Each blade 20 of forward turbine rotor 14 includes a shank and dovetail region for attachment to a forward disk 24 by means of a like number of disk posts 26. It will be seen that individual platforms 28 are disposed between adjacent blade shanks 30 of blades 20. Similarly, each stator vane or nozzle 16 includes a vane platform 32. A cooperating blade shank and dovetail region 34 of each aft rotor blade 22 likewise attaches to a corresponding disk post 36 of aft disk 38 and includes an individual platform 40. It will be understood that platforms 28, 32, and 40 of forward rotor blades 20, aft stator nozzles 16, and aft rotor blades 22, respectively, form an inner radial boundary, and, in conjunction with forward turbine shroud 42, stator vane outer platforms 44, and aft turbine shroud 46, define hot gas passage 12 through turbine 10.

The rotating structure of turbine 10, including forward and aft turbine rotor blade disks 24 and 38, their respective disk posts 26 and 36, and their respective blade shank mountings and blade shaft members (not shown), lie within a rotor cavity 48 which is disposed in the radial interior of hot gas passage 12. The requirements for stress tolerance to the mechanical forces imposed upon disk posts 26 and 36, as well as other rotating elements disposed within the rotor cavity 48, prevent the utilization of materials having extreme thermal resistance. Hence, it becomes necessary to substantially isolate rotor cavity 48 from the temperatures of hot gas passage 12 and to provide for special cooling measures to avoid a decrease of the performance efficiency.

The present invention is directed to solve the above-noted cooling problems associated with the interstage section of the high pressure part of turbine 10 and, more particularly, of a forward cavity 50 formed behind forward disk post 26 and by one side of a labyrinth seal 52 and of an aft cavity 54 formed in front of aft disk post 36 and by the other side of labyrinth seal 52. It will be noted that forward and aft cavities 50 and 54 are bounded on their radially inward side by a thermal shield 55.

The general structure of labyrinth seal 52 is well known in the art and known to include a honeycomb outer sealing member 56 (see FIG. 2) arranged annularly within a support member 53 in a single strip or otherwise. Honeycomb member 56 cooperates with a central member 58 having a plurality of teeth thereon, central toothed member 58 being arranged in linear or stepped fashion and mounted so as to be contiguous with abradable honeycomb member 56 to provide the sealing function. Either honeycomb member 56 or central toothed member 58 can be the static or rotating member depending on the particular application, but both sealing members are preferably made from high temperature resistant special metals or alloys.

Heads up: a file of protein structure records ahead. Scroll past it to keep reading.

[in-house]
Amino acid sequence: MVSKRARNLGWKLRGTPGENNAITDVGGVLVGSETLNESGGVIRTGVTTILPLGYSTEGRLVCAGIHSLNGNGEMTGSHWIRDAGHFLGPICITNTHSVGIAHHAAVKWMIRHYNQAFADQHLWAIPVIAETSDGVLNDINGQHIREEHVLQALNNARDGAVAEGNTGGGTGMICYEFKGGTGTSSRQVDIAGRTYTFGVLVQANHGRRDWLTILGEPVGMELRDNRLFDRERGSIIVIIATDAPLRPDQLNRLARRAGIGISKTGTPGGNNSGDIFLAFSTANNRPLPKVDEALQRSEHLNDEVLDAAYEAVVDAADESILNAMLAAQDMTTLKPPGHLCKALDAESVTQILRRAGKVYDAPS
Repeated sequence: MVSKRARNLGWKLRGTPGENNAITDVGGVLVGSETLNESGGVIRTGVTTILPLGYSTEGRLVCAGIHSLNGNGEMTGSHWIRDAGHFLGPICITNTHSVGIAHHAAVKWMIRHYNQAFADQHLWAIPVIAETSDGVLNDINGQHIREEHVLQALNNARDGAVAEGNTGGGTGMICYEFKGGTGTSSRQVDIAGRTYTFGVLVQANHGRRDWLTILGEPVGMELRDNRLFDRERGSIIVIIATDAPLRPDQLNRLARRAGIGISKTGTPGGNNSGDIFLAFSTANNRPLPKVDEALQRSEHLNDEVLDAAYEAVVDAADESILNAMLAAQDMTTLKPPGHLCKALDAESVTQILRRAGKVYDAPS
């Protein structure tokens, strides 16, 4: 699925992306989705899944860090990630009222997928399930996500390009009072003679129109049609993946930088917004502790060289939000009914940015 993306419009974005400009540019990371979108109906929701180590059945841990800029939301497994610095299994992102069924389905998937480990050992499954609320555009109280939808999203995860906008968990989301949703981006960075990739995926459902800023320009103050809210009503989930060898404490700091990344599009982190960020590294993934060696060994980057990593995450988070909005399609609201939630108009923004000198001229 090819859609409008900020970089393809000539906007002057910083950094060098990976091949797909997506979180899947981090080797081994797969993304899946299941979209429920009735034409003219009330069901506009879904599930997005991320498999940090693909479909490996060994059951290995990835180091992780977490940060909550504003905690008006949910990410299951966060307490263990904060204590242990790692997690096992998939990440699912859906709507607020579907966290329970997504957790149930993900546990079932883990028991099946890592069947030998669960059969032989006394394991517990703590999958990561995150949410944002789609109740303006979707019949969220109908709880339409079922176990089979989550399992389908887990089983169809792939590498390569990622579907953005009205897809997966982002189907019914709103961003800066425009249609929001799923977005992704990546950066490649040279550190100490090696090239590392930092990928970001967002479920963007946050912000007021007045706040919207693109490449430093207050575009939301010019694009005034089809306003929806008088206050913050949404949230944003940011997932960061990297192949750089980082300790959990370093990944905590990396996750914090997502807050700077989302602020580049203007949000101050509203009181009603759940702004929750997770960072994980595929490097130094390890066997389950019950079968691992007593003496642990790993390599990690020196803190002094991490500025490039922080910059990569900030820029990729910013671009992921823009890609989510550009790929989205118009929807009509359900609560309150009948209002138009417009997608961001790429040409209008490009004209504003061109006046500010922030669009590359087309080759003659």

In the particular application disclosed herein, honeycomb member 56 is the static member and is attached to a seal body 60 connected to aft stator nozzle platform 32 by means of forward and aft hooks 57 and 59, respectively. While a previous design involves providing angled slots or passages in honeycomb member 56, it has been found that air flowing through such slots is subjected to temperature pick up from the open cells of the honeycomb material and significant loss in total pressure due to high friction losses as the air passes through the irregular surface of the slots. Accordingly, the angular momentum of the air flowing into aft cavity 54 is reduced.

In order to overcome the disadvantages associated with flowing cooling air through slots in honeycomb member 56, the present invention presents an interstage seal assembly for turbine 10 in which a separate preswirl plenum 62 is provided within an intermediate member 64 positioned between seal body 60 and support member 53 of honeycomb member 56. It will be understood from FIG. 2 that air flowing into a nozzle insert 66 within a hollow portion of stator nozzle 16 is in flow communication with an inner seal cavity 68 between platform 32 of stator nozzle 16 and seal body 60 by means of at least one dump hole 70 provided in the nozzle insert 66 and at least one dump hole 85 provided in the nozzle 16. Thereafter, the air enters preswirl plenum 62 since it is in flow communication with inner seal cavity 68 by means of at least one or a plurality of dump holes 72 in seal body 60 and at least one or a plurality of corresponding openings 73 in intermediate member 64 aligned therewith.